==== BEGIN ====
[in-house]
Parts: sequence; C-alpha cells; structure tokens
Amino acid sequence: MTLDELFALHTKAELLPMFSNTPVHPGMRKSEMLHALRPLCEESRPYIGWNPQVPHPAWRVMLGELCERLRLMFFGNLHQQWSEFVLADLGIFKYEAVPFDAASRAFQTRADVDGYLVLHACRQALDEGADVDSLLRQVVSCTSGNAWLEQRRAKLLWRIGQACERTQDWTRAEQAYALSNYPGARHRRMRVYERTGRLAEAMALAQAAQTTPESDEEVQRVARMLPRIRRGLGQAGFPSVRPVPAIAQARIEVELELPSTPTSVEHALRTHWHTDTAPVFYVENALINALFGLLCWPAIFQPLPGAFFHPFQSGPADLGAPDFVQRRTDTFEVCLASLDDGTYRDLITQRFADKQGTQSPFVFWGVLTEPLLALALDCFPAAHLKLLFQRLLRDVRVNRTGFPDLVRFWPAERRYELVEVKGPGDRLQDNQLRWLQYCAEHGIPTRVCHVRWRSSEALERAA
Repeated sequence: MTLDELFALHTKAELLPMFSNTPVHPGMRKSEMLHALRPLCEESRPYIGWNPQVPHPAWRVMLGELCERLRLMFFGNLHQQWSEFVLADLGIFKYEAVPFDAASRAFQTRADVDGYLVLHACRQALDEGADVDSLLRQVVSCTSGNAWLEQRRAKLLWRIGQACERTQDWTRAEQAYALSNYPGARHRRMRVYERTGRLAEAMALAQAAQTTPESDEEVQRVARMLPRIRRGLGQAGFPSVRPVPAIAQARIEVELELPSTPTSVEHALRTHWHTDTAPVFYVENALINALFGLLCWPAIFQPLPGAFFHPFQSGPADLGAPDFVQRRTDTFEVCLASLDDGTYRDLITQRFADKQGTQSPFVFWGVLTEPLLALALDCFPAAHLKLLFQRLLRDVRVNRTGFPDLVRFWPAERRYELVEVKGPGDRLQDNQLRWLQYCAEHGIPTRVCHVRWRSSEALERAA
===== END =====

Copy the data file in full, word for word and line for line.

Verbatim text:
[in-house]
Parts: sequence; C-alpha cells; structure tokens
Amino acid sequence: MTLDELFALHTKAELLPMFSNTPVHPGMRKSEMLHALRPLCEESRPYIGWNPQVPHPAWRVMLGELCERLRLMFFGNLHQQWSEFVLADLGIFKYEAVPFDAASRAFQTRADVDGYLVLHACRQALDEGADVDSLLRQVVSCTSGNAWLEQRRAKLLWRIGQACERTQDWTRAEQAYALSNYPGARHRRMRVYERTGRLAEAMALAQAAQTTPESDEEVQRVARMLPRIRRGLGQAGFPSVRPVPAIAQARIEVELELPSTPTSVEHALRTHWHTDTAPVFYVENALINALFGLLCWPAIFQPLPGAFFHPFQSGPADLGAPDFVQRRTDTFEVCLASLDDGTYRDLITQRFADKQGTQSPFVFWGVLTEPLLALALDCFPAAHLKLLFQRLLRDVRVNRTGFPDLVRFWPAERRYELVEVKGPGDRLQDNQLRWLQYCAEHGIPTRVCHVRWRSSEALERAA
Repeated sequence: MTLDELFALHTKAELLPMFSNTPVHPGMRKSEMLHALRPLCEESRPYIGWNPQVPHPAWRVMLGELCERLRLMFFGNLHQQWSEFVLADLGIFKYEAVPFDAASRAFQTRADVDGYLVLHACRQALDEGADVDSLLRQVVSCTSGNAWLEQRRAKLLWRIGQACERTQDWTRAEQAYALSNYPGARHRRMRVYERTGRLAEAMALAQAAQTTPESDEEVQRVARMLPRIRRGLGQAGFPSVRPVPAIAQARIEVELELPSTPTSVEHALRTHWHTDTAPVFYVENALINALFGLLCWPAIFQPLPGAFFHPFQSGPADLGAPDFVQRRTDTFEVCLASLDDGTYRDLITQRFADKQGTQSPFVFWGVLTEPLLALALDCFPAAHLKLLFQRLLRDVRVNRTGFPDLVRFWPAERRYELVEVKGPGDRLQDNQLRWLQYCAEHGIPTRVCHVRWRSSEALERAA